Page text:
Anagha Narayanan wrote in to say, “I wanted to ask if you could also share your constructions in future posts. Your beziers are killer and it would be a delight for the community to see them. It would teach a whole lot for those like me who wouldn’t mind framing these up on the wall - haha!”
There are already many great resources available for how to draw good vectors for type and lettering. There are even those who proudly display their drawings with points and handles visible to prove that their work is indeed technically immaculate. I don’t really get that, because the purpose of well-built vectors is to maintain efficient editability. They certainly aren’t there to look cool, but you can decorate your walls however you want!
I don’t want to overstate the importance of good vectors. It’s certainly necessary, but perhaps less important than a clear concept and good spacing. From my experience teaching, I’ve seen students grasp the best practices for digital drawing much easier than spacing. I am not sure why this is, but it seems like in type design education, good technical drawing isn’t the most challenging hurdle.
The fine-tuning required for a decent end result means the drawing should facilitate tinkering. If you can edit easily, quality is more attainable.
My starting point
I know how unintuitive the pen tool can feel. Everyone has gone through that awkward stage of drawing. Here is what mine looked like.
The infinite potential for error is intimidating to many folks starting out. I’ve seen students afraid to make any changes on the computer because the fear of screwing it up paralyses their progress. But not to worry. Solid drafting is a simple as two things:
1. The Right Points
As a rule, it’s a good idea to keep the number of points as small as is necessary. Extraneous points makes everything a huge pain in the ass.
2. In the Right Places
Here’s the first weird vocabulary term you might be unfamiliar with: extrema is the plural form of extremum. Math people will understand this to be the maximum or minimum value of a function. For our purposes, the extrema are the highest, lowest, farthest right, or farthest left point on a curve. That verbal definition probably doesn’t help at all, so here’s a graphic.
The exception to this is where you have a point on the corner of a shape, and there is no way that you can achieve the desired shape with a handle shooting off at a 90° angle.
Another exception would be points at the inflection of a curve. Imagine you’re driving in a car along an S, starting at the the bottom. You immediately begin turning left, but at some point in the middle of the spine, your steering wheel will be at exactly twelve o’clock. This is known as the inflection point, and it often helps to put a point there to achieve the desired curve.
What I learned from Rod Cavazos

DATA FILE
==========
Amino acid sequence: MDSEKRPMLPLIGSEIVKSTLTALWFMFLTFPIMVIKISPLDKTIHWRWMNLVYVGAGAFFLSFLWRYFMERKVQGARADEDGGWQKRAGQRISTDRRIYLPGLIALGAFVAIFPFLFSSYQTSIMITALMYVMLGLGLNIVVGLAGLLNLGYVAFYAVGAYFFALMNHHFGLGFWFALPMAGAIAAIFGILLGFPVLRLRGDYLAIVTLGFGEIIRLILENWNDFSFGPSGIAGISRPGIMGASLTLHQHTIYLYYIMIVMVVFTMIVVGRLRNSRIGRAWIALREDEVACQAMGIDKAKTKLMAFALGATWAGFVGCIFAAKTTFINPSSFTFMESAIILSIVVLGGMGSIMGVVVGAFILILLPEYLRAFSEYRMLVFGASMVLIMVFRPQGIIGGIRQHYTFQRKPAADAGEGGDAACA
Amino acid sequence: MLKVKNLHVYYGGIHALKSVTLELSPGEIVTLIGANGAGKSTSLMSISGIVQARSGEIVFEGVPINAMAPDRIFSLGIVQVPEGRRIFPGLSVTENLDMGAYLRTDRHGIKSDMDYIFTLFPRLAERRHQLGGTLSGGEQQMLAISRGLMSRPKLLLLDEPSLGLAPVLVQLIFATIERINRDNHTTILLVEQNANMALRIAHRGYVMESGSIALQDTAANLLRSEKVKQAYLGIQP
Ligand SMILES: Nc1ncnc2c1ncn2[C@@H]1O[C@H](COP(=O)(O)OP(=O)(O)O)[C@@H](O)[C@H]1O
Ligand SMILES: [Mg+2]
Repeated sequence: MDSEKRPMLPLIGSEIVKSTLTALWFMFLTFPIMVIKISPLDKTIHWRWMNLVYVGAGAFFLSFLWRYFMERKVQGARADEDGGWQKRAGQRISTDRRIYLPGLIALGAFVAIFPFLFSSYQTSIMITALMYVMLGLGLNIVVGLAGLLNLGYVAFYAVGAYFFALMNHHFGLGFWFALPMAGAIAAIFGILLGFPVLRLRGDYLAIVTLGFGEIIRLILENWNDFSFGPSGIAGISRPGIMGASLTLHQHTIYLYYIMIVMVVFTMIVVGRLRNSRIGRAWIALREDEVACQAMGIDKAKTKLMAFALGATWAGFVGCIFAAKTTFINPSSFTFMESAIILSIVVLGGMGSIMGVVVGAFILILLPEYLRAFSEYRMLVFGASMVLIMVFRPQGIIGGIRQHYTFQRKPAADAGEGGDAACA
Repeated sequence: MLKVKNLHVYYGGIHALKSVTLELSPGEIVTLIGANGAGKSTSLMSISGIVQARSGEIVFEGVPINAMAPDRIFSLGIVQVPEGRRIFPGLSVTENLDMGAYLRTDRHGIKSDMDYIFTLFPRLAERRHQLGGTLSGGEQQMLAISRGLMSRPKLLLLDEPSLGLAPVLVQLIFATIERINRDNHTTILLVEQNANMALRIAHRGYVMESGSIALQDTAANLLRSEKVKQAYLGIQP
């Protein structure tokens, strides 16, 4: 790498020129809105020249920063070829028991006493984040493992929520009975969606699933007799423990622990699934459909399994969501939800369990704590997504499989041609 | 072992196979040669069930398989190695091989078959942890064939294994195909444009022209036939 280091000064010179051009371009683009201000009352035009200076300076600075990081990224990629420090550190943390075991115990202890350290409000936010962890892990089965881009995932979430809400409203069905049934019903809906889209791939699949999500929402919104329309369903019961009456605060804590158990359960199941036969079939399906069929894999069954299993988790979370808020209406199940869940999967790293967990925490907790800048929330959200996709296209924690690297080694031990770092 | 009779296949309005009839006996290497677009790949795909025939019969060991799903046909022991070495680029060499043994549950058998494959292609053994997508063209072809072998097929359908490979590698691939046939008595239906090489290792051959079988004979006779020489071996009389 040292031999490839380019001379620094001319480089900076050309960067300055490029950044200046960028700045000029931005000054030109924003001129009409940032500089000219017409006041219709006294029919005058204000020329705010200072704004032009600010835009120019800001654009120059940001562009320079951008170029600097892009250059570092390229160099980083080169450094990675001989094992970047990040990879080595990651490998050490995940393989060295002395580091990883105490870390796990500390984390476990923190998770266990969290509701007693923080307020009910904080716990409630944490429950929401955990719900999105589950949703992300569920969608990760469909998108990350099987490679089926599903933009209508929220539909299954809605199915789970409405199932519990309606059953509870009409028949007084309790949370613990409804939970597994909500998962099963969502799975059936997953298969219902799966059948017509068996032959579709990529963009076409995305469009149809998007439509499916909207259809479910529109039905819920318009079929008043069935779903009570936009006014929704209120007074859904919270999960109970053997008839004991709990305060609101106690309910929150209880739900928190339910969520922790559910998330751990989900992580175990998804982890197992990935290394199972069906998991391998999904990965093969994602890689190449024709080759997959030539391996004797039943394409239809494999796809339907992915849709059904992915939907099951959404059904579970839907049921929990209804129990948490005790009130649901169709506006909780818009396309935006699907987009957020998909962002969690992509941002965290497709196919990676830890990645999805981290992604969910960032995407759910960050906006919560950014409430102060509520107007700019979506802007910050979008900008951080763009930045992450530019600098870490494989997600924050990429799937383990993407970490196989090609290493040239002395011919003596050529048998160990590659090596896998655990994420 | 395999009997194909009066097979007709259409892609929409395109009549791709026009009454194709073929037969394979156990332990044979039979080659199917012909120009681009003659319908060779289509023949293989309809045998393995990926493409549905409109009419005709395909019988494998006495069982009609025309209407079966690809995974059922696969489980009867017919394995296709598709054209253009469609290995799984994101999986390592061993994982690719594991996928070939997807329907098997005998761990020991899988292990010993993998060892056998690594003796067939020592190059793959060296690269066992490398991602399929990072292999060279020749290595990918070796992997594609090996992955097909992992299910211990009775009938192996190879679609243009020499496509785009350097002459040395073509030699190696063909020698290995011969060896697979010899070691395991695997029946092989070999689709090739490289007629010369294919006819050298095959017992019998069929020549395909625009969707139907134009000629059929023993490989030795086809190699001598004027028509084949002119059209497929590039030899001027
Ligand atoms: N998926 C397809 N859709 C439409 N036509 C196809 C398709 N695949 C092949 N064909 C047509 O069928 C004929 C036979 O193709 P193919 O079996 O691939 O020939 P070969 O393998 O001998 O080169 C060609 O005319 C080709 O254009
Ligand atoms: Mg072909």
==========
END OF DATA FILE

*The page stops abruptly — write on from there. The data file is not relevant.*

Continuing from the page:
While still in undergrad, I had the good fortune to take a type design class with the world’s kindest type designer, Rod Cavazos. That was the first time I learned about sharing curve tension. To achieve a smooth curve, there is a relationship between the points, and the handles. It isn’t always perfect, but it’s often close.
What I learned from Jesse Ragan
A few years back, I saw Jesse speak about the process of digitizing Showcard Stunt. In his presentation, he showed the way he vectorized being similar to how the strokes would have been painted. If a signpainter would complete a T in two strokes, he would outline one as a single shape, and then the next. It’s an excruciatingly simple idea, but still powerful: trace the stroke, not the shape.
What I learned from Type Media
Years after I saw Jesse talk, I got to learn about proper drawing in grad school at Type Media. I got a couple of hot tips from my teachers over there.
Drawing for interpolation
All of these techniques allow for easy editing, but the added benefit is that the shapes are already optimized for interpolation. That’s a whole other can of worms, so for now I won’t get into it.
When you’re getting started, sometimes it can feel impossible to get the curve you want while following the rules, so here’s a couple tricks I use.
- Forget the rules, and draw it however you can. Then, hit the “Add Extreme Points” command in RoboFont or Glyphs. (Illustrator doesn’t have this, but you shouldn't use Illustrator to draw type anyhow). Once you have points on the extrema, copy the current shape to the background, then delete the unnecessary points, and change curve tension to match the shape on the background.
- Move the point, and keep the handles in the same place. You can do this by holding option in RoboFont.
- Use the Add Overlap extension by Alexandre Saumier Demers in RoboFont. It’s fast and simple, like all my favorite extensions.
- All you need to learn about drawing could probably be picked up by following FF Hertz on Twitter.
- Look at existing, quality typefaces. Production OTFs are not useful, as they already have the overlap removed, but Adobe has amazing open source UFOs ready for examination.
- The Drawing for Interpolation Superpolator guide by Erik Van Blokland is probably all you need to look at. There, he has a single page PDF available there that is probably more useful than this entire article.
- Place points on extrema.
- Share curve tension.
- Trace the strokes, not the perimeter.
- Overlap with triangles.
Note: I have avoided using the terms “beziers,” and “on-curve points”, and “off curve points” in this article, because they are confusing. I think “vectors”, “points”, and “handles” are much more intuitive, but indeed, they are the same thing.